Watching the Consumer Watchdog
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A rash of imported children’s toys discovered to be tainted with lead paint has raised questions about how the federal government monitors consumer products. Host Steve Curwood speaks with consumer advocate Don Mays about the Consumer Product Safety Commission. (5:15)
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African American and Hispanic children are exposed to higher levels of lead than Caucasian children. Children of color also exhibit higher levels of asthma. Coincidence? Maybe not, according to a new study linking lead exposure and asthma. Host Steve Curwood talks with Dr. David Lawrence of the New York State Department of Health. (6:30)
Bush Climate Talks
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President Bush has invited leaders from the world's largest economies - and biggest generators of global warming gases - to a meeting in Washington next month. The president wants to forge agreements to reduce greenhouse gases after the Kyoto Protocol’s end in 2012. Host Steve Curwood talks with Yvo de Boer (Ee-voh deh bore) Executive Secretary of the United Nation's Framework Convention on Climate Change. (5:15)
The World Without Us
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Author and journalist Alan Weisman imagines what might happen to the world after human extinction. Host Steve Curwood talks to Weisman about his book, "The World Without Us." (12:30)
Cool Fix/Pedal Power/ Lauren Cox
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Living on Earth begins a new segment of solution-based stories about people that are making a difference in the environment. This week, Lauren Cox reports on one Boston University professor who’s peddling his way to carbon neutrality. (1:35)
Raptor Ruin/ Guy Hand
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It's an intercontinental phenomenon that has researchers stumped. Barn owls are getting killed by the thousands on the highways. Barn owl roadkill greatly outnumbers that of other raptors, and other animals, and it's happening from Idaho to Britain. Producer Guy Hand reports. (8:30)
Hospitals Buying Local/ Ashley Ahearn
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Hospitals spend 12 billion dollars a year on food, and the majority of their food is purchased from big distributors that ship food from all over the world. But there’s change afoot. Living on Earth’s Ashley Ahearn reports that hospitals are starting to buy local produce, and it’s not just the patients that benefit. (6:15)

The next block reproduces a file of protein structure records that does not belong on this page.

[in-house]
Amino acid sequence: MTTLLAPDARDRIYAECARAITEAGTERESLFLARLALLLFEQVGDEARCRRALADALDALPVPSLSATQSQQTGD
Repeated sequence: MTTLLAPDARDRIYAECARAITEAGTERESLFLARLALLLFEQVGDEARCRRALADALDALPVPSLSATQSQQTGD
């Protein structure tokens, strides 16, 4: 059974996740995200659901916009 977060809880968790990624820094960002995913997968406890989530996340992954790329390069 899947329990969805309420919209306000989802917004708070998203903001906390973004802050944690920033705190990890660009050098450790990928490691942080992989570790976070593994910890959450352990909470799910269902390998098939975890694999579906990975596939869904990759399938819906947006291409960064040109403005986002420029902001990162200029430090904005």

A mid-summer night symphony.
HOST: Steve Curwood
GUEST: Don Mays, Dr. David Lawrence, Yvo de Boer and Alan Weisman
REPORTER: Guy Hand, Ashley Ahearn
COOL FIX FOR A HOT PLANET: Lauren Cox
CURWOOD: From Public Radio International - this is Living on Earth.
CURWOOD: I’m Steve Curwood.
The Consumer Product Safety Commission was created to enforce laws that make sure products are safe for the public. But these days the agency is more like a cop on the beat without a badge, handcuffs or gun.
MAYS: They're a very underfunded, understaffed agency responsible for over 15 thousand different types of products. They certainly can't catch it all. They need better funding and better staffing.
CURWOOD: Also, best selling author Alan Weisman explores what our planet would be like if humans suddenly vanished from the face of the earth.
WEISMAN: Is it possible that a civilization as huge and powerful as ours could possibly break down? And you know the Mayan civilization lasted a lot longer than ours, it lasted about 1800 years and I’m sure they felt as all powerful as we feel.
CURWOOD: “The World Without Us” and more, this week on Living on Earth, stick around.
ANNOUNCER: Support for Living on Earth comes from the National Science Foundation and, Stonyfield Farm.
CURWOOD: From the Jennifer and Ted Stanley Studios in Somerville, Massachusetts - this is Living on Earth. I’m Steve Curwood. Caution: Elmo and Big Bird can be harmful to your child’s health. Recently, more than a million toys made in China by Mattel under the Fisher-Price label wound up being shipped to the United States. And despite a voluntary recall by the toy maker, more than 300 thousand toys with toxic lead paint were put in the hands of American consumers. From children’s jewelry to deadly dog food…a rising tide of unsafe products is making its way to the United States. Product Safety Director Don Mays of Consumer’s Union says a good deal of the problem is with the Consumer Products Safety Commission. That’s the federal watchdog agency that’s supposed to monitor product imports.